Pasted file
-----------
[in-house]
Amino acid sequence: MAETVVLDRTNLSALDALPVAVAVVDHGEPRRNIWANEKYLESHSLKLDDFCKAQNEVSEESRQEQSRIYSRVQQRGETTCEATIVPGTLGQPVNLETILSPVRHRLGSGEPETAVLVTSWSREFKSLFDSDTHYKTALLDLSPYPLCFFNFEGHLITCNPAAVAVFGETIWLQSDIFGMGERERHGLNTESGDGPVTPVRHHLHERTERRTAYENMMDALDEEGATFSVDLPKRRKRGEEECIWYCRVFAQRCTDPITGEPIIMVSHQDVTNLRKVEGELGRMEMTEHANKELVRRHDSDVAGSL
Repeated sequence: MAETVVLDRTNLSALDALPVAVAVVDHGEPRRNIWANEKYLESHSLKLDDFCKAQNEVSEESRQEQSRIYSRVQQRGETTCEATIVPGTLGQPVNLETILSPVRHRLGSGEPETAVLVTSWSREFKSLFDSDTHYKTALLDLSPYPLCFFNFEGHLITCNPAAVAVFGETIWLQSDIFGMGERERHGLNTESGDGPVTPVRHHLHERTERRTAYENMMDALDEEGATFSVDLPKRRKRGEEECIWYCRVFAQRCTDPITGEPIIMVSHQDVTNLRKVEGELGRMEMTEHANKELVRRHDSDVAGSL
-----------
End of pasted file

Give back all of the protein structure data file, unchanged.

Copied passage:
[in-house]
Amino acid sequence: MAETVVLDRTNLSALDALPVAVAVVDHGEPRRNIWANEKYLESHSLKLDDFCKAQNEVSEESRQEQSRIYSRVQQRGETTCEATIVPGTLGQPVNLETILSPVRHRLGSGEPETAVLVTSWSREFKSLFDSDTHYKTALLDLSPYPLCFFNFEGHLITCNPAAVAVFGETIWLQSDIFGMGERERHGLNTESGDGPVTPVRHHLHERTERRTAYENMMDALDEEGATFSVDLPKRRKRGEEECIWYCRVFAQRCTDPITGEPIIMVSHQDVTNLRKVEGELGRMEMTEHANKELVRRHDSDVAGSL
Repeated sequence: MAETVVLDRTNLSALDALPVAVAVVDHGEPRRNIWANEKYLESHSLKLDDFCKAQNEVSEESRQEQSRIYSRVQQRGETTCEATIVPGTLGQPVNLETILSPVRHRLGSGEPETAVLVTSWSREFKSLFDSDTHYKTALLDLSPYPLCFFNFEGHLITCNPAAVAVFGETIWLQSDIFGMGERERHGLNTESGDGPVTPVRHHLHERTERRTAYENMMDALDEEGATFSVDLPKRRKRGEEECIWYCRVFAQRCTDPITGEPIIMVSHQDVTNLRKVEGELGRMEMTEHANKELVRRHDSDVAGSL